Are you struggling to keep your company afloat? If you said yes, you’re not the only one who feels this way. Many businesses were on the verge of bankruptcy as a result of the pandemic. Companies are shutting down at alarmingly high rates. Small businesses were failing due to a lack of consumer foot traffic.
And while these may seem discouraging, some businesses faced financial challenges but were still able to overcome them. If your company is struggling financially and you want to keep it open, here are some tips you can consider to avoid bankruptcy.
Tips to avoid bankruptcy and save your business
1. Analyze your financial Situation
One major reason for business failure is insufficient cash flow. To tackle this problem and avoid bankruptcy, you must first figure out how much cash flow your company actually needs. There are various tactics you may employ to enhance your cash flow, including paying invoices on time, borrowing money before cash flow becomes an issue, and rescheduling your payments.
2. Try to ask for flexibility or new terms with your suppliers
Vendors, like you, want to continue in business. Many businesses are eager to bargain for cheaper costs rather than lose a loyal customer. If you acquire supplies on credit and fall behind on payments, explain your situation to your suppliers or merchants. They may be prepared to work out a payment plan or reduce your costs. If you have a solid relationship with your vendors and suppliers, they will have an incentive to keep your business as a client.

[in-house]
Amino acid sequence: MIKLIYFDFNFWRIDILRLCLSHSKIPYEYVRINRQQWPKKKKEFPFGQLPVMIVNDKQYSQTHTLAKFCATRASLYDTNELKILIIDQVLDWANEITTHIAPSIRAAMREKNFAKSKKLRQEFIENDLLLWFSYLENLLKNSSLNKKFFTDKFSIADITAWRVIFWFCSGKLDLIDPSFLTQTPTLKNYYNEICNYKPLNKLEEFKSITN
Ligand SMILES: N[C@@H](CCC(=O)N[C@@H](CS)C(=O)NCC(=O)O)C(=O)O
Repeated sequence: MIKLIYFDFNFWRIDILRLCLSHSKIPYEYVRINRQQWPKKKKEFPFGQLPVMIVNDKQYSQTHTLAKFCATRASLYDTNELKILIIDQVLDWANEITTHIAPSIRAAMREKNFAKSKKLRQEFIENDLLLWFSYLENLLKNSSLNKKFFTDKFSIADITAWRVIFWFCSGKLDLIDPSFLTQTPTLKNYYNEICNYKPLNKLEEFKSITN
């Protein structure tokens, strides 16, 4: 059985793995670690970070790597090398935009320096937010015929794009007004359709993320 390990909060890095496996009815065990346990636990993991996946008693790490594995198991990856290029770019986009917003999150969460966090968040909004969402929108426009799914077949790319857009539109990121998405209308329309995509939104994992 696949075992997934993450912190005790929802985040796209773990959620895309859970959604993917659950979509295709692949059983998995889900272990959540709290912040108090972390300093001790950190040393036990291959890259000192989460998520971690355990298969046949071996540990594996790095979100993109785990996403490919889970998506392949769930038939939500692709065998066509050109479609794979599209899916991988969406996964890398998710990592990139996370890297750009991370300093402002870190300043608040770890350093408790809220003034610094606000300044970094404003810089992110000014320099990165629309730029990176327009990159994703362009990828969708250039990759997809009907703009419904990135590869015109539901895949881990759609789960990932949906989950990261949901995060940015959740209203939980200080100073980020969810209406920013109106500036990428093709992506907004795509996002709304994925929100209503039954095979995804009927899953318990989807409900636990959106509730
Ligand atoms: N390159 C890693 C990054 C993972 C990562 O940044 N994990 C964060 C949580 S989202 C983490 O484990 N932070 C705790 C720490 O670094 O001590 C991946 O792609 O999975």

3. Communicate with lenders promptly
If you can’t make business loan payments on time, contact your lenders immediately. Falling back on a loan can result in a reduced credit score, late penalties, and a lawsuit filed by the lender for the amount outstanding. By promptly contacting your lenders and explaining your position, you may be able to prevent default. Your lenders could be ready to put the loan on hold, extend the term, or work out a payment plan with you.
4. Learn to prioritize your debts and payables
While all obligations must be paid, there are some that are more crucial than others. Make a list of your bills and prioritize them so you know which ones to pay first. Taxes, which include income, payroll, and property taxes, are some of the most important debts for small businesses. Because tax money belongs to the government and not to your company, it should be your first focus. Payroll is your second priority, and any bill that is 60 days or more past due is your third.
5. Cut costs
To stay in business, you will likely have to reduce your costs. There are many ways to cut business costs. First, reduce your supply expenses. Look outside your pool of traditional vendors and try to price shop. Always search for ways to reduce material expenses and maximize your resources. You can search for savings opportunities in your insurance coverage and financial accounts. Don’t take on debt that you don’t need. When planning a business expansion, conduct a detailed cost-benefit analysis and forecasts. Reduce utility costs and review your equipment leases. Make use of technology to reduce expenses.
6. Take Advantage of Government Programs
Several government programs are offering loans, training, and financial assistance to help businesses affected by the pandemic. You can look into: